I am from cotton fields, sticky pricked
fingers. I am again and again from my mother’s face,
whose face I wear as my own, stretched
taught and young over a wider jaw,
meant to clamp on, sink in,
tear away in one wild jerk.
I am from men with things to hide,
who leave in favor of whiskey and other women,
pills passed ‘round, bartered.
This is what families do;
these are what Christians look like.
I am from two fathers—
both phantoms now—
from their duel dissonance. I am reaching
for someone large enough to spread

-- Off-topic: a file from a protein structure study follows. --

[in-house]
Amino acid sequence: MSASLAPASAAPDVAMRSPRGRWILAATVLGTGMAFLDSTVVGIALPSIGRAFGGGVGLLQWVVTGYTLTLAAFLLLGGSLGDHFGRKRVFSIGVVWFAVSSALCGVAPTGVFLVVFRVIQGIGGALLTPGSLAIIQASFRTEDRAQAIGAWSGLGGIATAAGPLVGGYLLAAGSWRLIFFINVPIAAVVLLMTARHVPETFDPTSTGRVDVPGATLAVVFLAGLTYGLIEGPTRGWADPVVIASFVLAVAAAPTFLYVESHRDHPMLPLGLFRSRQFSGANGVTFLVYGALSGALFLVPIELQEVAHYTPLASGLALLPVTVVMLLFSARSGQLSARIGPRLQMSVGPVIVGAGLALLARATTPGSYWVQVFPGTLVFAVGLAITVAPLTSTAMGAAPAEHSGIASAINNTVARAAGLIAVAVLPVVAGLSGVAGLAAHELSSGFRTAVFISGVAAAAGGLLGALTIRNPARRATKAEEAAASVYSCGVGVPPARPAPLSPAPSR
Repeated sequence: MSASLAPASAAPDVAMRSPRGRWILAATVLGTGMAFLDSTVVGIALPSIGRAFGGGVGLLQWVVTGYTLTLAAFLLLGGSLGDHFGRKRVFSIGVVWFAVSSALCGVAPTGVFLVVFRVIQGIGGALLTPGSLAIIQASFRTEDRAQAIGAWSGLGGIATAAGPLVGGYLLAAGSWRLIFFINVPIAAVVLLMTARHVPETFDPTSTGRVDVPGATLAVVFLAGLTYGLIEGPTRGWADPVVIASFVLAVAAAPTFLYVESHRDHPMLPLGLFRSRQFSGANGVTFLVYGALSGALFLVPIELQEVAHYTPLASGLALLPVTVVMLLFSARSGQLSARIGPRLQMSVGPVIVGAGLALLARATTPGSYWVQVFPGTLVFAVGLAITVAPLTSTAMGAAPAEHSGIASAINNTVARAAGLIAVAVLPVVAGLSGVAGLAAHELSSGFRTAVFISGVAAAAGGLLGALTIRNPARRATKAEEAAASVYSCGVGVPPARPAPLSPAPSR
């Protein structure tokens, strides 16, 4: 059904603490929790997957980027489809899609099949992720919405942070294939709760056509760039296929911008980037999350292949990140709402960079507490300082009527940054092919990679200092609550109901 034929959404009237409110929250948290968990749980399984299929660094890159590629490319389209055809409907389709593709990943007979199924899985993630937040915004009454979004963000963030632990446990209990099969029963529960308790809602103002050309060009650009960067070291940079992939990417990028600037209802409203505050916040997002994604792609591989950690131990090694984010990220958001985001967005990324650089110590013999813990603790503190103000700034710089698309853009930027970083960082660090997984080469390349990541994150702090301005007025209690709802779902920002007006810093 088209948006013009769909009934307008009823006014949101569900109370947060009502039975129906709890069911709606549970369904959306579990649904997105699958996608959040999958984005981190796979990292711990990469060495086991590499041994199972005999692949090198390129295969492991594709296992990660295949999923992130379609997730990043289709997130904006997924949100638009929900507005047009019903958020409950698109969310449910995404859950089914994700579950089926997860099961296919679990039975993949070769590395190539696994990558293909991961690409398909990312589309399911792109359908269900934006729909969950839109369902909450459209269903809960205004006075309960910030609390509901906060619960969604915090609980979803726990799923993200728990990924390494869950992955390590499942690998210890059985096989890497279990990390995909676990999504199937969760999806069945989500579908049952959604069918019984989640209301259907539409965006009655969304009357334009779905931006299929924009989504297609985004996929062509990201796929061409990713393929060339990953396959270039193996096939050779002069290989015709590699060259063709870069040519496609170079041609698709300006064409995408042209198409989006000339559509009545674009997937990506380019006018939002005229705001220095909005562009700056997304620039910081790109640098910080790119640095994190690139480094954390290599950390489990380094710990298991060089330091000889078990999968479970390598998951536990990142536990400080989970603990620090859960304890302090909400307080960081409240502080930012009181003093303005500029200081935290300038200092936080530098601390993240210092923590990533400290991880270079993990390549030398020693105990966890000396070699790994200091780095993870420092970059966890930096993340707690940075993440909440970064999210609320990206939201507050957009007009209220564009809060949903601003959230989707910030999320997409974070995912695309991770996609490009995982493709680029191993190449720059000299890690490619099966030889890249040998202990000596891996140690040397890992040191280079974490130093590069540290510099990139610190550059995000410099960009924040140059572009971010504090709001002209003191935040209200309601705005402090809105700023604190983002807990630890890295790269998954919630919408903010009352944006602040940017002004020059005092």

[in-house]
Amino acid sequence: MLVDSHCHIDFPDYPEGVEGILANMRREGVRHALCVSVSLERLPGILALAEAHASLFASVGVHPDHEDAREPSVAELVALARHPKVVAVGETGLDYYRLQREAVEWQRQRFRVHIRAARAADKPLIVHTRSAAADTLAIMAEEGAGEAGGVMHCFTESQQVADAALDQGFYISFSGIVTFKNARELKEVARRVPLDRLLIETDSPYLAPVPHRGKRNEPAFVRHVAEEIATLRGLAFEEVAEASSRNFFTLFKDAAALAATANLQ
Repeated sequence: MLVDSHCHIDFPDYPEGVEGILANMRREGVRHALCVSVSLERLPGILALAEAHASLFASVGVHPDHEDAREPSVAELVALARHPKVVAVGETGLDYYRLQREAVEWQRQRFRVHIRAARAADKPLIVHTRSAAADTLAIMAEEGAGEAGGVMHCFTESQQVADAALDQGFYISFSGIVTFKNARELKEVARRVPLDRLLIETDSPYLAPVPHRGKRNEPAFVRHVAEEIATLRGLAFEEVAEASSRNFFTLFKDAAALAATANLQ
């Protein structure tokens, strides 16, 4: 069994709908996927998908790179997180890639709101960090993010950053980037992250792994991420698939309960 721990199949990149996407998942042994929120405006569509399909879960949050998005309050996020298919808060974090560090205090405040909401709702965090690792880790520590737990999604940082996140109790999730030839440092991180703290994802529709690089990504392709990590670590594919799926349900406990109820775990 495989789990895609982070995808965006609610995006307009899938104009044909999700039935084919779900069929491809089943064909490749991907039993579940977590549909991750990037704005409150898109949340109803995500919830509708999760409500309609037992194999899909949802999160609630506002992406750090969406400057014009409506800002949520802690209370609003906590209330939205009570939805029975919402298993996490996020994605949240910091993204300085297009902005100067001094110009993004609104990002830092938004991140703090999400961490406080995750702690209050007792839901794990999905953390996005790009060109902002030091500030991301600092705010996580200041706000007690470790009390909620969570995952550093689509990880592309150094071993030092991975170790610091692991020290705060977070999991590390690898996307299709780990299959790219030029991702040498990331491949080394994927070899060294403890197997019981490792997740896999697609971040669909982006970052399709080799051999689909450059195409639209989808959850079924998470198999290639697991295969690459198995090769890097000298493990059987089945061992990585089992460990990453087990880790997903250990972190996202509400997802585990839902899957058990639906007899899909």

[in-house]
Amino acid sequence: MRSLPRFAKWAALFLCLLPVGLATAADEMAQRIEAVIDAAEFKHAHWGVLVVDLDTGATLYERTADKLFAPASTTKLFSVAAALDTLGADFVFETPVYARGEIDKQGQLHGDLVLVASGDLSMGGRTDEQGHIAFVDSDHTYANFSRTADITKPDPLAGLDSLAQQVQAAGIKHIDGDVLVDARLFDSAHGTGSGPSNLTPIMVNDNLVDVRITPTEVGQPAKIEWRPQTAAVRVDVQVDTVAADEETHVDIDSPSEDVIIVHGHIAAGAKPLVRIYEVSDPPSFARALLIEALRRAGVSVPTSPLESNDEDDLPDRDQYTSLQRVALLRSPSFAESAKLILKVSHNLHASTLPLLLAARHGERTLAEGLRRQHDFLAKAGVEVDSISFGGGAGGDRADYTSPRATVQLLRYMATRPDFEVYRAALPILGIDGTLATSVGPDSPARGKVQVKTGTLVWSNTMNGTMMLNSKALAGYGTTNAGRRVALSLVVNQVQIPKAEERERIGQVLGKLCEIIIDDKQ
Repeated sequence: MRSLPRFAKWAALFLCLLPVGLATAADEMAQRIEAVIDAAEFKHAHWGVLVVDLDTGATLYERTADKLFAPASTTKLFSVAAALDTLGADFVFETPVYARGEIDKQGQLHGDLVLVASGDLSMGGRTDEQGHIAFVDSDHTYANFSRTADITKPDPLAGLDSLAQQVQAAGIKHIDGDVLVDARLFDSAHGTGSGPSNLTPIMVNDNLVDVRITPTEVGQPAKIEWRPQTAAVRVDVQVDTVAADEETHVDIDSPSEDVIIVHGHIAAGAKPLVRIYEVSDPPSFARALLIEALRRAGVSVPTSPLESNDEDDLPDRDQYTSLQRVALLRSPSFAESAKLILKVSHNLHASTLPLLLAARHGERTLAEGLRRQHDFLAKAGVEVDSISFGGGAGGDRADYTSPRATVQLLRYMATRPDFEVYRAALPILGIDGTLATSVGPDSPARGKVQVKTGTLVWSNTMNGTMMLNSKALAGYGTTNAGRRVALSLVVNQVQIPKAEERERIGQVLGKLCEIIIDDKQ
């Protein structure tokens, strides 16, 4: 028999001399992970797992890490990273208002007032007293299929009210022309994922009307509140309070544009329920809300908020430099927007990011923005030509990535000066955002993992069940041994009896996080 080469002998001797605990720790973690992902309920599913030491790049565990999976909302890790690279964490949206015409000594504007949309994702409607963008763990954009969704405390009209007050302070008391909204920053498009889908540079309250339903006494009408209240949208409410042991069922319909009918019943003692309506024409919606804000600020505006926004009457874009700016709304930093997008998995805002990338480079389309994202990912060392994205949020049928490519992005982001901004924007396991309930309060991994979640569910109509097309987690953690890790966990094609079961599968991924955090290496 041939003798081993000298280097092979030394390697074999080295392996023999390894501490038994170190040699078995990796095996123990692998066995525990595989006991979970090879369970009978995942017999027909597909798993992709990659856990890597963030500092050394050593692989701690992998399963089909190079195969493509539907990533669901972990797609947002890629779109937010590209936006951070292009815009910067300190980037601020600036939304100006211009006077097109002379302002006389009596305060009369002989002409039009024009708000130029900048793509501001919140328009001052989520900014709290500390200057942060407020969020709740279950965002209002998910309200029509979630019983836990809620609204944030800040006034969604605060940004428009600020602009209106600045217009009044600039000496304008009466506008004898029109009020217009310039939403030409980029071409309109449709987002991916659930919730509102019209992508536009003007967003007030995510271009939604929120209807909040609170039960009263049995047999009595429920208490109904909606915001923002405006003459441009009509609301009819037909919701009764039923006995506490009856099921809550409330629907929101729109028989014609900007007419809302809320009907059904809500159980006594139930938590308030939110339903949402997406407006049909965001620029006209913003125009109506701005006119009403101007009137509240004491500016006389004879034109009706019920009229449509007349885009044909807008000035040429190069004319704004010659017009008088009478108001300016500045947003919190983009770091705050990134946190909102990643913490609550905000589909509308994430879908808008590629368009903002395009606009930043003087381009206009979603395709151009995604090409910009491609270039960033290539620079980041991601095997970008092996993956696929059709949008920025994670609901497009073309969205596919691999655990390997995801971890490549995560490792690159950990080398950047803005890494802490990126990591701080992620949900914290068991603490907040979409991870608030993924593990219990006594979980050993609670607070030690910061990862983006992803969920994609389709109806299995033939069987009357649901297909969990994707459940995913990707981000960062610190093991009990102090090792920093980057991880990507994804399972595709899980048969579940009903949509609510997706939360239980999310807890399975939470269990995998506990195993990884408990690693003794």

out over two voids, fill me up twice over.
I am from canned goods and boxed
dinners, dry protein, things in cellophane,
under pop-tops, from midnight snacks,
hunched over the toilet by half past.
I endeavor to be from my mother’s urging:
If you can’t be good, be sanitary,
her careful instruction in the art of applying
lipstick, her aerosol hairspray, and the sticky
residue it left on everything.
* * *
A. R. Rogers is a poet living in Austin, TX.She is also a typewriting busker, writing poems for tips in the heart of the city. She enjoys whiskey and wasting time. Her work can be found in Peach Fuzz and Sir/Ma’am.